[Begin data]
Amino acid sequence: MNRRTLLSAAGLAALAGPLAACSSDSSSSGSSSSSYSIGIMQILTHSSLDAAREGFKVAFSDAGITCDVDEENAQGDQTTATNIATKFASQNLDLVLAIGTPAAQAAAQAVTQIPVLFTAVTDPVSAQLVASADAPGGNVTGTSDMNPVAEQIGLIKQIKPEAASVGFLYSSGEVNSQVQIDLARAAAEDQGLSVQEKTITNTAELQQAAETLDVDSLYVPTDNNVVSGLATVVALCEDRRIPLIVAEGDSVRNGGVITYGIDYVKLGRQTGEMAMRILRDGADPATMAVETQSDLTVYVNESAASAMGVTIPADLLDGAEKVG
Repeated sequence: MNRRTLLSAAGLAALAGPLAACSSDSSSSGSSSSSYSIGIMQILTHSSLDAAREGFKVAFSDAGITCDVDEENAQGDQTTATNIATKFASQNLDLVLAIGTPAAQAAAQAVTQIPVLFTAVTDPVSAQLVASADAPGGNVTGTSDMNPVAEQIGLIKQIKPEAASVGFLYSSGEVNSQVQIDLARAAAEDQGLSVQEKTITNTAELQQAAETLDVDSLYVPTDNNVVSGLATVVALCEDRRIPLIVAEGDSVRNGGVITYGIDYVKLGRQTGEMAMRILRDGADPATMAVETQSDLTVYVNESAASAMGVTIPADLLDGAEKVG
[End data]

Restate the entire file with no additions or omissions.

Amino acid sequence: MNRRTLLSAAGLAALAGPLAACSSDSSSSGSSSSSYSIGIMQILTHSSLDAAREGFKVAFSDAGITCDVDEENAQGDQTTATNIATKFASQNLDLVLAIGTPAAQAAAQAVTQIPVLFTAVTDPVSAQLVASADAPGGNVTGTSDMNPVAEQIGLIKQIKPEAASVGFLYSSGEVNSQVQIDLARAAAEDQGLSVQEKTITNTAELQQAAETLDVDSLYVPTDNNVVSGLATVVALCEDRRIPLIVAEGDSVRNGGVITYGIDYVKLGRQTGEMAMRILRDGADPATMAVETQSDLTVYVNESAASAMGVTIPADLLDGAEKVG
Repeated sequence: MNRRTLLSAAGLAALAGPLAACSSDSSSSGSSSSSYSIGIMQILTHSSLDAAREGFKVAFSDAGITCDVDEENAQGDQTTATNIATKFASQNLDLVLAIGTPAAQAAAQAVTQIPVLFTAVTDPVSAQLVASADAPGGNVTGTSDMNPVAEQIGLIKQIKPEAASVGFLYSSGEVNSQVQIDLARAAAEDQGLSVQEKTITNTAELQQAAETLDVDSLYVPTDNNVVSGLATVVALCEDRRIPLIVAEGDSVRNGGVITYGIDYVKLGRQTGEMAMRILRDGADPATMAVETQSDLTVYVNESAASAMGVTIPADLLDGAEKVG